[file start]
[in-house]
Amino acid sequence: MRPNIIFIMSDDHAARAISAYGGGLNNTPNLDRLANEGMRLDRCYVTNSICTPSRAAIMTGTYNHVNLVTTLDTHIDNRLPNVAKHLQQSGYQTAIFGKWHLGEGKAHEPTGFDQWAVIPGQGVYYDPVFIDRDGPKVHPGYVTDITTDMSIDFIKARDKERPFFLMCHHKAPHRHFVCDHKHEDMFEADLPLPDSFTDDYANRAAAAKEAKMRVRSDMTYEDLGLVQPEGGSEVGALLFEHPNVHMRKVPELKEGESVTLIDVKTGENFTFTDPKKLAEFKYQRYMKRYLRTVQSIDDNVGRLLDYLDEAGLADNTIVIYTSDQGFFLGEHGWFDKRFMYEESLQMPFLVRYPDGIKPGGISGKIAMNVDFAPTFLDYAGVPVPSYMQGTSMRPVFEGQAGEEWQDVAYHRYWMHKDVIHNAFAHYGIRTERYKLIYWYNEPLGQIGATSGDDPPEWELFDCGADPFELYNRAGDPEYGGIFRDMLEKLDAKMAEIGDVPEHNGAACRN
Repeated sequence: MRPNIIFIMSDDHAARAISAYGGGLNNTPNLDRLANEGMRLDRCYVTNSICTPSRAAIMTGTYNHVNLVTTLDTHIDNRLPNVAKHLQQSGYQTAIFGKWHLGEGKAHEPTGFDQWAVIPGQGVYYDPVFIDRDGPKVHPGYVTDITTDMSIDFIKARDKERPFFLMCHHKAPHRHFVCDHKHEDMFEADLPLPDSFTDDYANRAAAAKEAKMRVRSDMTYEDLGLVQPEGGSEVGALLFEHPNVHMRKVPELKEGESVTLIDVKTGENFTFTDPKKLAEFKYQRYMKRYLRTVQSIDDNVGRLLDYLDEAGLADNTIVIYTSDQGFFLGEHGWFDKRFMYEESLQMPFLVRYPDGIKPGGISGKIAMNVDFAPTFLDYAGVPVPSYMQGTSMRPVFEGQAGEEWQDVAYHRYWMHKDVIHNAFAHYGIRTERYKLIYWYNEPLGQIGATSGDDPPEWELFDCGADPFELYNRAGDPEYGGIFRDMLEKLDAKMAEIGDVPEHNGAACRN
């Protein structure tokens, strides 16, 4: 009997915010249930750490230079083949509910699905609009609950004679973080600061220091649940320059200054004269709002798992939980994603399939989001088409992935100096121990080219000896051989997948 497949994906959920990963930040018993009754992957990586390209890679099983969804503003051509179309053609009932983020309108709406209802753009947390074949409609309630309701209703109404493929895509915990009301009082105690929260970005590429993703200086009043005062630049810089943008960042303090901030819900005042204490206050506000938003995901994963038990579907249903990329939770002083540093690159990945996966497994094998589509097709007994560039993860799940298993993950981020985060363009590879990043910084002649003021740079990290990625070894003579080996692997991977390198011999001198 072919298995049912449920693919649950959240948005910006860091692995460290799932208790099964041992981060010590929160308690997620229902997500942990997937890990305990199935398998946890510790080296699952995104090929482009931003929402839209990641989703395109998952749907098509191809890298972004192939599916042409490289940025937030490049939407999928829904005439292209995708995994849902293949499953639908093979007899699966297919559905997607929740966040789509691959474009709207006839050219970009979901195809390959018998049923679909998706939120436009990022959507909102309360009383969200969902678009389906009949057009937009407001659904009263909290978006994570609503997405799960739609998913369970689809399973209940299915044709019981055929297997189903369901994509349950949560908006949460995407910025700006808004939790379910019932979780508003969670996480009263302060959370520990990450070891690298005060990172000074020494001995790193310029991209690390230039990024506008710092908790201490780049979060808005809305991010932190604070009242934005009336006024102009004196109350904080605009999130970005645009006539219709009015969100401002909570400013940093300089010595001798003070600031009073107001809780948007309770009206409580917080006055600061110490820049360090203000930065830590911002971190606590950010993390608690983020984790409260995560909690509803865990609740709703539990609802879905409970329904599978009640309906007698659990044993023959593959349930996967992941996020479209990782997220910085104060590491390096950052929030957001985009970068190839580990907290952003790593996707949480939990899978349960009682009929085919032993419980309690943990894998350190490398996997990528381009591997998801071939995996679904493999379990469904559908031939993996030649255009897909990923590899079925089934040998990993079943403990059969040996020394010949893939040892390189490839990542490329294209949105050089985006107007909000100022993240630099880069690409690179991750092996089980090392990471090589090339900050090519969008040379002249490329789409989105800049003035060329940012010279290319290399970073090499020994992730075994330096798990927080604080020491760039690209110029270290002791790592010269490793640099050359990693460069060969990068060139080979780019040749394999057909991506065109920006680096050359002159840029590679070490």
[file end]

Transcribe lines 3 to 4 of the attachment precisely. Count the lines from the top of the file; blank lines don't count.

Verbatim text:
Repeated sequence: MRPNIIFIMSDDHAARAISAYGGGLNNTPNLDRLANEGMRLDRCYVTNSICTPSRAAIMTGTYNHVNLVTTLDTHIDNRLPNVAKHLQQSGYQTAIFGKWHLGEGKAHEPTGFDQWAVIPGQGVYYDPVFIDRDGPKVHPGYVTDITTDMSIDFIKARDKERPFFLMCHHKAPHRHFVCDHKHEDMFEADLPLPDSFTDDYANRAAAAKEAKMRVRSDMTYEDLGLVQPEGGSEVGALLFEHPNVHMRKVPELKEGESVTLIDVKTGENFTFTDPKKLAEFKYQRYMKRYLRTVQSIDDNVGRLLDYLDEAGLADNTIVIYTSDQGFFLGEHGWFDKRFMYEESLQMPFLVRYPDGIKPGGISGKIAMNVDFAPTFLDYAGVPVPSYMQGTSMRPVFEGQAGEEWQDVAYHRYWMHKDVIHNAFAHYGIRTERYKLIYWYNEPLGQIGATSGDDPPEWELFDCGADPFELYNRAGDPEYGGIFRDMLEKLDAKMAEIGDVPEHNGAACRN
């Protein structure tokens, strides 16, 4: 009997915010249930750490230079083949509910699905609009609950004679973080600061220091649940320059200054004269709002798992939980994603399939989001088409992935100096121990080219000896051989997948 497949994906959920990963930040018993009754992957990586390209890679099983969804503003051509179309053609009932983020309108709406209802753009947390074949409609309630309701209703109404493929895509915990009301009082105690929260970005590429993703200086009043005062630049810089943008960042303090901030819900005042204490206050506000938003995901994963038990579907249903990329939770002083540093690159990945996966497994094998589509097709007994560039993860799940298993993950981020985060363009590879990043910084002649003021740079990290990625070894003579080996692997991977390198011999001198 072919298995049912449920693919649950959240948005910006860091692995460290799932208790099964041992981060010590929160308690997620229902997500942990997937890990305990199935398998946890510790080296699952995104090929482009931003929402839209990641989703395109998952749907098509191809890298972004192939599916042409490289940025937030490049939407999928829904005439292209995708995994849902293949499953639908093979007899699966297919559905997607929740966040789509691959474009709207006839050219970009979901195809390959018998049923679909998706939120436009990022959507909102309360009383969200969902678009389906009949057009937009407001659904009263909290978006994570609503997405799960739609998913369970689809399973209940299915044709019981055929297997189903369901994509349950949560908006949460995407910025700006808004939790379910019932979780508003969670996480009263302060959370520990990450070891690298005060990172000074020494001995790193310029991209690390230039990024506008710092908790201490780049979060808005809305991010932190604070009242934005009336006024102009004196109350904080605009999130970005645009006539219709009015969100401002909570400013940093300089010595001798003070600031009073107001809780948007309770009206409580917080006055600061110490820049360090203000930065830590911002971190606590950010993390608690983020984790409260995560909690509803865990609740709703539990609802879905409970329904599978009640309906007698659990044993023959593959349930996967992941996020479209990782997220910085104060590491390096950052929030957001985009970068190839580990907290952003790593996707949480939990899978349960009682009929085919032993419980309690943990894998350190490398996997990528381009591997998801071939995996679904493999379990469904559908031939993996030649255009897909990923590899079925089934040998990993079943403990059969040996020394010949893939040892390189490839990542490329294209949105050089985006107007909000100022993240630099880069690409690179991750092996089980090392990471090589090339900050090519969008040379002249490329789409989105800049003035060329940012010279290319290399970073090499020994992730075994330096798990927080604080020491760039690209110029270290002791790592010269490793640099050359990693460069060969990068060139080979780019040749394999057909991506065109920006680096050359002159840029590679070490």